125
Section
Chapter
Section
1
Objectives
• Identify the key factors that prodded America
to expand.
• Explain how the United States took its first
steps toward increased global power.
• Summarize the chain of events leading up to
the U.S. annexation of Hawaii.
Roots
of Imperialism
The ColdThe
War
Begins
125
Section
Chapter
Section
1
Terms and People
•
imperialism – policy by which stronger nations
extend their political, economic, and military,
control over weaker territories
•
extractive economy – colonial economies based
on an imperialist nation extracting or removing
raw materials
•
Alfred T. Mahan – naval historian who advocated
for naval power as the basis for a great nation;
urged the U.S. to build a modern fleet
Roots
of Imperialism
The ColdThe
War
Begins
125
Section
Chapter
Section
1
Terms and People
(continued)
•
Social Darwinism − belief that Darwin’s theory
of the survival of the fittest should be applied to
societies, justifying imperialism
•
Frederick J. Turner – historian who noted the
closure of the American frontier; his ideas were
used by others to urge U.S. overseas expansion
•
Matthew Perry – U.S. naval commander who
sailed a fleet into Tokyo Bay and opened trade
with Japan in 1853
Roots
of Imperialism
The ColdThe
War
Begins
125
Section
Chapter
Section
1
Terms and People
•
(continued)
Queen Liliuokalani – Hawaiian monarch
dethroned in 1893 by rebel American planters in
an action backed by U.S. Marines
Roots
of Imperialism
The ColdThe
War
Begins
125
Section
Chapter
Section
1
How and why did the United States
take a more active role in world affairs?
For most of its early history, the United States
played a small role in world affairs. But in the
late 1800s, some began calling for the U.S. to
join the ranks of the world’s major powers.
Eventually, the United States abandoned
isolationism and began to acquire influence
and territories outside its continental borders.
Roots
of Imperialism
The ColdThe
War
Begins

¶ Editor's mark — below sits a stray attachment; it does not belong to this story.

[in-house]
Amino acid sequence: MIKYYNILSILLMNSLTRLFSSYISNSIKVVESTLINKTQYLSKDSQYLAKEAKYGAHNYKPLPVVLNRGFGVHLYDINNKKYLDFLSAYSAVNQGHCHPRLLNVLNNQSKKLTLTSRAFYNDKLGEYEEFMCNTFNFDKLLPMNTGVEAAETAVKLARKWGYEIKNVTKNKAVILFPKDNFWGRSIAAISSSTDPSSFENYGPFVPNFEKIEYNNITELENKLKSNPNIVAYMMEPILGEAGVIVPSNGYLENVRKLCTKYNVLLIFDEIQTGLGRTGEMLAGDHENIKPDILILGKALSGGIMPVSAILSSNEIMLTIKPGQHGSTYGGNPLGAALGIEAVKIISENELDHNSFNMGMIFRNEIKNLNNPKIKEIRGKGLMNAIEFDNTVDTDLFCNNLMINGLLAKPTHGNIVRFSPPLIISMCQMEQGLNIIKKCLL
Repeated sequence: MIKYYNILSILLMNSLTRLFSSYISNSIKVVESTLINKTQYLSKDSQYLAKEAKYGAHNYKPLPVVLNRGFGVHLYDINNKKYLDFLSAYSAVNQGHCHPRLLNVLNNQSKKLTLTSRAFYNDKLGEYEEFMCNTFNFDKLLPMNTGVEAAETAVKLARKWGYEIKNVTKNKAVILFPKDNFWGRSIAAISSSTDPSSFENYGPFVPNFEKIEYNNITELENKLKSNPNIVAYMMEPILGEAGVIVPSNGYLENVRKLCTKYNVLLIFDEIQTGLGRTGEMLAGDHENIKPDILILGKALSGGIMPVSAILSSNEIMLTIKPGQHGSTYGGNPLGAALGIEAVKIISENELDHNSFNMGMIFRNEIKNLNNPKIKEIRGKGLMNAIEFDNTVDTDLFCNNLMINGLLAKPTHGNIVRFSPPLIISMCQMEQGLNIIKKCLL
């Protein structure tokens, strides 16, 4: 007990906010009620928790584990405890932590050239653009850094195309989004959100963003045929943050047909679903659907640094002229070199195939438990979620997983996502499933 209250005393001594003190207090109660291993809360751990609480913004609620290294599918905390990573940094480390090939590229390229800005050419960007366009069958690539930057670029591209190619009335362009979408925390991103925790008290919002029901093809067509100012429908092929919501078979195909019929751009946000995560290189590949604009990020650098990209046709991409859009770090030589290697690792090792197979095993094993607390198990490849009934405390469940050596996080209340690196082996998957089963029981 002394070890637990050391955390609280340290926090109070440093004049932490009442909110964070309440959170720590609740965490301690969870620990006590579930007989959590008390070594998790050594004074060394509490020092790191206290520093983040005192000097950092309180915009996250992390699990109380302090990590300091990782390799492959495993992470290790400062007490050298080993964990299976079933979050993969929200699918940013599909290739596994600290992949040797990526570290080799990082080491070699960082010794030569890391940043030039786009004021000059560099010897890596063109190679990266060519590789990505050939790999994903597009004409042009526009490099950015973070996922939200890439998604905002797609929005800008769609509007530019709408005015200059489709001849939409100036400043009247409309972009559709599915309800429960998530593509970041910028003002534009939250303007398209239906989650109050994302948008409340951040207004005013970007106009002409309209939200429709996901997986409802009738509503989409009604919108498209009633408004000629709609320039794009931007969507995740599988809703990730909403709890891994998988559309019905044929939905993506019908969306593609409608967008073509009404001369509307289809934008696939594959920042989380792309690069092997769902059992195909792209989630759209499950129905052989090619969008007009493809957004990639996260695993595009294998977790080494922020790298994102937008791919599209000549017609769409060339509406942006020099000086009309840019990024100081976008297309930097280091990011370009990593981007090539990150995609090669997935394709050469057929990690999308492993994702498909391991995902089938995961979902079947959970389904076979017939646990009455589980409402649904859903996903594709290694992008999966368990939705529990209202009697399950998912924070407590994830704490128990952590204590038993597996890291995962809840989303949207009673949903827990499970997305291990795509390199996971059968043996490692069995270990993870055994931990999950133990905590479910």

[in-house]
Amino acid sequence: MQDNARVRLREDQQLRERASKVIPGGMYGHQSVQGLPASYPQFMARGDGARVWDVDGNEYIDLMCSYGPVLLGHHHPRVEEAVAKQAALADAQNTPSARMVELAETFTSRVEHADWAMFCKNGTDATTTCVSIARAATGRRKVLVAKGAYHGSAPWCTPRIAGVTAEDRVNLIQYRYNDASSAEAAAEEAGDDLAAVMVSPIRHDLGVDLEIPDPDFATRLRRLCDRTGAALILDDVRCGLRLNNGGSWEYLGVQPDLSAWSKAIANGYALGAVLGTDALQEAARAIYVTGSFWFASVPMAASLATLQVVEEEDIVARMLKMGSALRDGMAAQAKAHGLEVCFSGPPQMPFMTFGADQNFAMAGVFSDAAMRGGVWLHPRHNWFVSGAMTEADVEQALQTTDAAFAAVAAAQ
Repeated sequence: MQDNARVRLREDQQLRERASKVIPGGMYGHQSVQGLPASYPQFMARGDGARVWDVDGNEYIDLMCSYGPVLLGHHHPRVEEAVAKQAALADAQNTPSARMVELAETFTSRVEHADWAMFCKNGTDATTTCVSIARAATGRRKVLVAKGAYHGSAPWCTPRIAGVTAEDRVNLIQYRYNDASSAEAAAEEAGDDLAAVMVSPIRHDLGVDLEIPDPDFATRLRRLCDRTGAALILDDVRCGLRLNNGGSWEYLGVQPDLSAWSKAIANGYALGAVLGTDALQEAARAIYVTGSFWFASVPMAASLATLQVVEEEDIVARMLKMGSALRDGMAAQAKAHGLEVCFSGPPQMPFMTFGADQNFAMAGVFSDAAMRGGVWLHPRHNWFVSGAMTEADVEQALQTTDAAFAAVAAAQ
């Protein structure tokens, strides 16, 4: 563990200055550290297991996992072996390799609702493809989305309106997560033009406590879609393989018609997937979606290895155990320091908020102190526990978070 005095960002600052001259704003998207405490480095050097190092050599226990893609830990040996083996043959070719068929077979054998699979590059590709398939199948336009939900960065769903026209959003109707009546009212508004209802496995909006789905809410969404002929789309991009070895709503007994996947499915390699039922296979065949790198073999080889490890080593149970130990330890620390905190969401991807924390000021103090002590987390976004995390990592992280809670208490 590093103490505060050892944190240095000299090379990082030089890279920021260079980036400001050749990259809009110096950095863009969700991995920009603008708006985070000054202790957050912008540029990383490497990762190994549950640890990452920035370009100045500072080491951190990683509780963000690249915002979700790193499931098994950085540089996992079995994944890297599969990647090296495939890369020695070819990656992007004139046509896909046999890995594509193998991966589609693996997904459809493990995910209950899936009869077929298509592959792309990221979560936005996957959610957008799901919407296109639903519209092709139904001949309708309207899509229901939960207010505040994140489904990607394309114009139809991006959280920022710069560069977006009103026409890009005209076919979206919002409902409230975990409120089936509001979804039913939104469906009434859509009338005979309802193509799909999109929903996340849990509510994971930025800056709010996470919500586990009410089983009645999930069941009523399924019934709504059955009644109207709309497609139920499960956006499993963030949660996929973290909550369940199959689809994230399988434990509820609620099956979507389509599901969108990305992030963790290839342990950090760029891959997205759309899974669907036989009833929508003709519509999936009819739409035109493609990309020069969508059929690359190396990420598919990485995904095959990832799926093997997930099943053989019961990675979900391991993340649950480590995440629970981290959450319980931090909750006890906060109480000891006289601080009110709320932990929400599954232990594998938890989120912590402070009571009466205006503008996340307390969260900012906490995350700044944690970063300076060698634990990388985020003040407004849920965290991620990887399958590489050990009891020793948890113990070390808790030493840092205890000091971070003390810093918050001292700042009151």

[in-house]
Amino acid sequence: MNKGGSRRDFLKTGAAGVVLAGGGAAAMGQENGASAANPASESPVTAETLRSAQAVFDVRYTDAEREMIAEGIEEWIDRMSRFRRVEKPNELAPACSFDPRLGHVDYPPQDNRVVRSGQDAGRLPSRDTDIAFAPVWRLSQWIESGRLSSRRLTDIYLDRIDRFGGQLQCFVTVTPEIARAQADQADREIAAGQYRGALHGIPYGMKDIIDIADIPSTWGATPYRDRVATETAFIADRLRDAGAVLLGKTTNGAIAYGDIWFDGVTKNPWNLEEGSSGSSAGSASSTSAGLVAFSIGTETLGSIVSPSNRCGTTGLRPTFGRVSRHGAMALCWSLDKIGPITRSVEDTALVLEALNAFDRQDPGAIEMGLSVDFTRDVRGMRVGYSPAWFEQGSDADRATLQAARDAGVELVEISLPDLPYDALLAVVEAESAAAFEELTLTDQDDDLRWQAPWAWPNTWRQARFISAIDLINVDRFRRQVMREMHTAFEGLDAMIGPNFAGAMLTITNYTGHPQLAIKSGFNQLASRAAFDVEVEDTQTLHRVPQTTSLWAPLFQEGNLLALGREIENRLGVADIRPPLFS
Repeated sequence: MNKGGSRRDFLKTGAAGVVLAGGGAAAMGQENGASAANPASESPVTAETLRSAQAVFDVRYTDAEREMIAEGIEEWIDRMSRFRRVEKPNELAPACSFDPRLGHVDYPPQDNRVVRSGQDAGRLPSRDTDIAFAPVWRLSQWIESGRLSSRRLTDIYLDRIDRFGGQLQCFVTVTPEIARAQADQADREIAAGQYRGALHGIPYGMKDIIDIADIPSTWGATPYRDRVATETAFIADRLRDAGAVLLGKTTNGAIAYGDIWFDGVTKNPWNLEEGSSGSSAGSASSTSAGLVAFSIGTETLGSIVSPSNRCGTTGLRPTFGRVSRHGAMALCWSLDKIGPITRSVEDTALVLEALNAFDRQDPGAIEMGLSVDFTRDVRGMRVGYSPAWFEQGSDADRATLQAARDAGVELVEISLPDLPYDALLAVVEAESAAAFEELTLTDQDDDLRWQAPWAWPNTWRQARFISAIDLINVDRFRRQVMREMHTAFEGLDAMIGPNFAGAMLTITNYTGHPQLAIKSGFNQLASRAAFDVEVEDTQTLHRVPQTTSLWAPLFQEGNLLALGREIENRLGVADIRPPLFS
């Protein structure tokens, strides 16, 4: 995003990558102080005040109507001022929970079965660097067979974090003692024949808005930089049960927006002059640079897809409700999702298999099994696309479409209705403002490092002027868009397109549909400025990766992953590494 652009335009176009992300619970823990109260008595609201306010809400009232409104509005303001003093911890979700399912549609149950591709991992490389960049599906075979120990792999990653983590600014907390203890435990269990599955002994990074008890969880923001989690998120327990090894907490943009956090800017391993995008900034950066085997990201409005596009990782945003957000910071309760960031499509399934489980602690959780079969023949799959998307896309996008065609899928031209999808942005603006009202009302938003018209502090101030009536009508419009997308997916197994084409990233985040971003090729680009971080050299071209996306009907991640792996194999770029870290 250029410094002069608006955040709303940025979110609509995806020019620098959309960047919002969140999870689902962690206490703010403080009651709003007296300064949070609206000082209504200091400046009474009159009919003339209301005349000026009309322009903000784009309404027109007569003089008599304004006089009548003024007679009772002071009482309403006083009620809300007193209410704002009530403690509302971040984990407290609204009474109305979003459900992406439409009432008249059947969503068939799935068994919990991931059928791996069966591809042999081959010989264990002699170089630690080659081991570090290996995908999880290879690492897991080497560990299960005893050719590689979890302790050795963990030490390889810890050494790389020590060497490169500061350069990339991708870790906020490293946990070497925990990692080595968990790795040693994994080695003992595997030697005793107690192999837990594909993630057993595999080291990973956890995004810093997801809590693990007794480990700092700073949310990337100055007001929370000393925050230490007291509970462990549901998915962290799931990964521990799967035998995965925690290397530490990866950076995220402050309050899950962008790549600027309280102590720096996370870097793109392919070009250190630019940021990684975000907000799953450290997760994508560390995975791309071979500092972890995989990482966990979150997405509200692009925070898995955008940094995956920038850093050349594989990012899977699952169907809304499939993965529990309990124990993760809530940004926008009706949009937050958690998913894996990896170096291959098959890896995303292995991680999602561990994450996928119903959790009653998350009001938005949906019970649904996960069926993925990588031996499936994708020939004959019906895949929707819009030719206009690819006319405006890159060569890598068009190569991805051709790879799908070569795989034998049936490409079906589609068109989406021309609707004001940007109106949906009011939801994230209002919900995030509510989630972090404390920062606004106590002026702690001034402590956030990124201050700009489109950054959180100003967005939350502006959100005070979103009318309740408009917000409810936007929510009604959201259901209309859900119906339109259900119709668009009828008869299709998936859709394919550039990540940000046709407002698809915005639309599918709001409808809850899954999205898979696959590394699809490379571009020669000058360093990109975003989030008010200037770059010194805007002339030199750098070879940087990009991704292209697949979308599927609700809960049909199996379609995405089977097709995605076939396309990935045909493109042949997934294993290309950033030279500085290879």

125
Section
Chapter
Section
1
The mid-1800s
through the
early 1900s
was an “Age of
Imperialism.”
• Powerful European nations
extended their political,
economic, and military
influence by adding
colonies in Africa and Asia.
• Meanwhile, the United
States and Japan
considered the benefits
and implemented similar
imperialist policies.
Roots
of Imperialism
The ColdThe
War
Begins
125
Section
Chapter
Section
1
Colonial extractive economies were
based on removing raw materials. The
imperialist nations built strong armies and
navies to protect their interests.
There were strong
economic incentives for
the U.S. to also adopt a
policy of imperialism to
obtain raw materials like
rubber, iron, and oil.
American entrepreneurs also sought new overseas markets
for their manufactured and agricultural products.
Roots
of Imperialism
The ColdThe
War
Begins
125
Section
Chapter
Section
1
In The Influence of Sea Power Upon History, historian
Alfred T. Mahan argued that all great nations owed
their greatness to naval power.
He urged construction of
a fleet of steel ships,
acquisition of overseas
bases, and construction
of a canal across Central
America.
The U.S. eventually
followed all of his
recommendations.
Roots
of Imperialism
The ColdThe
War
Begins
125
Section
Chapter
Section
1
Imperialists justified their actions
based on beliefs about their own racial,
national, and cultural superiority.
Social Darwinism applied Darwin’s theories of
natural selection to societies. In a competitive
world, only the fittest nations survive.
Americans extended their belief in Manifest
Destiny overseas, justifying imperialism as
God’s will.
Roots
of Imperialism
The ColdThe
War
Begins
125
Section
Chapter
Section
1
Historian Frederick J. Turner argued that the
frontier served as a “safety valve,” siphoning
off potential discontent in the U.S.
Turner’s followers urged overseas
expansion as America’s next frontier to
avert future discontent in the U.S.
Roots
of Imperialism
The ColdThe
War
Begins
125
Section
Chapter
Section
1
In 1867, Secretary of State William Seward
purchased Alaska from Russia for $7.2 million.
Critics mocked “Seward’s
Icebox” and “Seward’s
Folly” as a far off and
useless frozen tundra.
But, valuable resources
including gold, timber,
and oil were found.
Alaska also doubled
America’s territory.
Roots
of Imperialism
The ColdThe
War
Begins
125
Section
Chapter
Section
1
In 1898
Congress
voted to
annex
Hawaii.
• In the 1790s Americans planters
established sugar cane plantations
in Hawaii.
• In 1887, these planters gained
control of the government from
King Kalakaua.
• In 1891, Queen Liliuokalani,
attempted to regain control of her
island.
• In 1893, with the help of U.S.
Marines, the Queen was dethroned.
President McKinley backed
annexation when he took office.
Roots
of Imperialism
The ColdThe
War
Begins
125
Section
Chapter
Section
1
The United States expanded
overseas after 1850.
1853
Commodore Matthew Perry’s fleet entered Tokyo Bay
persuading Japan to trade with the U.S.
1865
Secretary of State William Seward purchased Alaska
from Russia.
1867
The U.S. obtained Midway Islands in the Pacific.
1898
Congress approved the annexation of Hawaii.
1898
The Spanish American War gave the U.S. control of
the Philippines, Puerto Rico and Guam.
Roots
of Imperialism
The ColdThe
War
Begins
125
Section
Chapter
Section
1
Roots
of Imperialism
The ColdThe
War
Begins
125
Section
Chapter
Section
1
Section Review
QuickTake Quiz
Know It, Show It Quiz
Roots
of Imperialism
The ColdThe
War
Begins